> setup.py, so that distribution developers don't need to put the
    > magic __path__ modification into __init__.py themselves.
    >
    > Rationale
    > =========
    >
    > The current imperative approach to namespace packages has lead to
    > multiple slightly-incompatible mechanisms for providing namespace
    > packages. For example, pkgutil supports ``*.pkg`` files; setuptools
    > doesn't. Likewise, setuptools supports inspecting zip files, and
    > supports adding portions to its _namespace_packages variable, whereas
    > pkgutil doesn't.
    >
    > In addition, the current approach causes problems for system vendors.
    > Vendor packages typically must not provide overlapping files, and an
    > attempt to install a vendor package that has a file already on disk
    > will fail or cause unpredictable behavior. As vendors might chose to
    > package distributions such that they will end up all in a single
    > directory for the namespace package, all portions would contribute
    > conflicting __init__.py files.
    >
    > Specification
    > =============
    >
    > Rather than using an imperative mechanism for importing packages, a
    > declarative approach is proposed here, as an extension to the existing
    > ``*.pkg`` mechanism.
    >
    > The import statement is extended so that it directly considers ``*.pkg``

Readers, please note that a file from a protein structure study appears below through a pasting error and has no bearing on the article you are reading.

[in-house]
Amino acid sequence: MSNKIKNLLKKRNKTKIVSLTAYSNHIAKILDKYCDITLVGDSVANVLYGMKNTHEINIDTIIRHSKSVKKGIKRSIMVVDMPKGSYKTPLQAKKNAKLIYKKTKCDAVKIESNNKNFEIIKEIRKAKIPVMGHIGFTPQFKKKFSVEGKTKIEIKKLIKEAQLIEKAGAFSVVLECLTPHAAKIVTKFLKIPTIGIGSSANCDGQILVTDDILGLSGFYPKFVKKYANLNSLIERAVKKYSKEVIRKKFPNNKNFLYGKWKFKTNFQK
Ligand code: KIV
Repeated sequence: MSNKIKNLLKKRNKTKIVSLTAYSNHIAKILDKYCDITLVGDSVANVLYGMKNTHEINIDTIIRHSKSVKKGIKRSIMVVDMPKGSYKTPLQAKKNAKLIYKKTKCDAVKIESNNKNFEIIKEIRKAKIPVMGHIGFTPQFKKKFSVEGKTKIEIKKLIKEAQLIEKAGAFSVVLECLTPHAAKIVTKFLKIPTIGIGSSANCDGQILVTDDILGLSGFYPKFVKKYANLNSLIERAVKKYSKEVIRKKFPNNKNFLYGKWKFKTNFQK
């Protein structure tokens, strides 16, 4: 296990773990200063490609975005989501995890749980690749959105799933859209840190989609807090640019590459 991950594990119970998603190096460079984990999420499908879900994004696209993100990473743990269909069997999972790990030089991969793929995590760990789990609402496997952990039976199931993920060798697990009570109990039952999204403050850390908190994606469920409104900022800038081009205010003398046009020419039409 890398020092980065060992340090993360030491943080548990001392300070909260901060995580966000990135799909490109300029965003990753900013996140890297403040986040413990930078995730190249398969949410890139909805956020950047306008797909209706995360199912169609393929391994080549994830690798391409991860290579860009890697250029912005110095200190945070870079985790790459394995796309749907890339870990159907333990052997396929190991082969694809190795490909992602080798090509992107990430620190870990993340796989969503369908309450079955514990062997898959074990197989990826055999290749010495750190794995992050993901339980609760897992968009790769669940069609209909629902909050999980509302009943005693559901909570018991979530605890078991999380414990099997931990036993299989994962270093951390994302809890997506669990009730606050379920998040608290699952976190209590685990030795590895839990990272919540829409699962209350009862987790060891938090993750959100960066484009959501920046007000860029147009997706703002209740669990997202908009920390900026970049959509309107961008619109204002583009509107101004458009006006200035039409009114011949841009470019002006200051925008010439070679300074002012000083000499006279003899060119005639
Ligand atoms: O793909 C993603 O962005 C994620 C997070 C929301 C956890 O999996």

> files during import; a directory is considered a package if it either
    > contains a file named __init__.py, or a file whose name ends with
    > ".pkg".
    >
    > In addition, the format of the ``*.pkg`` file is extended: a line with
    > the single character ``*`` indicates that the entire sys.path will
    > be searched for portions of the namespace package at the time the
    > namespace packages is imported.
    >
    > Importing a package will immediately compute the package's __path__;
    > the ``*.pkg`` files are not considered anymore after the initial import.
    > If a ``*.pkg`` package contains an asterisk, this asterisk is prepended
    > to the package's __path__ to indicate that the package is a namespace
    > package (and that thus further extensions to sys.path might also
    > want to extend __path__). At most one such asterisk gets prepended
    > to the path.
    >
    > extend_path will be extended to recognize namespace packages according
    > to this PEP, and avoid adding directories twice to __path__.
    >
    > No other change to the importing mechanism is made; searching
    > modules (including __init__.py) will continue to stop at the first
    > module encountered.
    >
    > Discussion
    > ==========
    >
    > With the addition of ``*.pkg`` files to the import mechanism, namespace
    > packages can stop filling out the namespace package's __init__.py.
    > As a consequence, extend_path and declare_namespace become obsolete.
    >
    > It is recommended that distributions put a file <distribution>.pkg
    > into their namespace packages, with a single asterisk. This allows
    > vendor packages to install multiple portions of namespace package
    > into a single directory, with no risk of overlapping files.
    >
    > Namespace packages can start providing non-trivial __init__.py
    > implementations; to do so, it is recommended that a single distribution
    > provides a portion with just the namespace package's __init__.py